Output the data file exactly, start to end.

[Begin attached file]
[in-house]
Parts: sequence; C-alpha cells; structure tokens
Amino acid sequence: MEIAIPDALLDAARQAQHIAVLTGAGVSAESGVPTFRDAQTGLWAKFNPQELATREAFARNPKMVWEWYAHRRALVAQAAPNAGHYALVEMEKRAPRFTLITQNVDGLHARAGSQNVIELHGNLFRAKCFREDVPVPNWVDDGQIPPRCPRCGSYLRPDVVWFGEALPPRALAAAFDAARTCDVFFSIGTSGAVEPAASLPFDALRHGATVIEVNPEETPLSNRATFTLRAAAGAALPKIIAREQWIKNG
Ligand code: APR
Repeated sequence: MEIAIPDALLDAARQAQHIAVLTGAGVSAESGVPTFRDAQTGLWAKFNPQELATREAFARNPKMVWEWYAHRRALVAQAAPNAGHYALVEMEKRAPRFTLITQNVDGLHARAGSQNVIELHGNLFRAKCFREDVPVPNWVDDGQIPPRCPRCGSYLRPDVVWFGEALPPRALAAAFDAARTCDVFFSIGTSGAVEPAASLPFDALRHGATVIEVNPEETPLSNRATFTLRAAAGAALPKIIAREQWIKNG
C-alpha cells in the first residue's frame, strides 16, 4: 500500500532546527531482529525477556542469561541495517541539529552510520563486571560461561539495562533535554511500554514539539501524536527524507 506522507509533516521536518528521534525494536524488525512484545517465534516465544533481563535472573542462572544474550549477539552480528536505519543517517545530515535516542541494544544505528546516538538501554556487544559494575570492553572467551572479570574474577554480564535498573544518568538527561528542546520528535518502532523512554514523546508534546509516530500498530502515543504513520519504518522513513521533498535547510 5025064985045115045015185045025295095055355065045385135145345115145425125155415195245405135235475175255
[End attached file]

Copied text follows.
[in-house]
Parts: sequence; C-alpha cells; structure tokens
Amino acid sequence: MEIAIPDALLDAARQAQHIAVLTGAGVSAESGVPTFRDAQTGLWAKFNPQELATREAFARNPKMVWEWYAHRRALVAQAAPNAGHYALVEMEKRAPRFTLITQNVDGLHARAGSQNVIELHGNLFRAKCFREDVPVPNWVDDGQIPPRCPRCGSYLRPDVVWFGEALPPRALAAAFDAARTCDVFFSIGTSGAVEPAASLPFDALRHGATVIEVNPEETPLSNRATFTLRAAAGAALPKIIAREQWIKNG
Ligand code: APR
Repeated sequence: MEIAIPDALLDAARQAQHIAVLTGAGVSAESGVPTFRDAQTGLWAKFNPQELATREAFARNPKMVWEWYAHRRALVAQAAPNAGHYALVEMEKRAPRFTLITQNVDGLHARAGSQNVIELHGNLFRAKCFREDVPVPNWVDDGQIPPRCPRCGSYLRPDVVWFGEALPPRALAAAFDAARTCDVFFSIGTSGAVEPAASLPFDALRHGATVIEVNPEETPLSNRATFTLRAAAGAALPKIIAREQWIKNG
C-alpha cells in the first residue's frame, strides 16, 4: 500500500532546527531482529525477556542469561541495517541539529552510520563486571560461561539495562533535554511500554514539539501524536527524507 506522507509533516521536518528521534525494536524488525512484545517465534516465544533481563535472573542462572544474550549477539552480528536505519543517517545530515535516542541494544544505528546516538538501554556487544559494575570492553572467551572479570574474577554480564535498573544518568538527561528542546520528535518502532523512554514523546508534546509516530500498530502515543504513520519504518522513513521533498535547510 5025064985045115045015185045025295095055355065045385135145345115145425125155415195245405135235475175255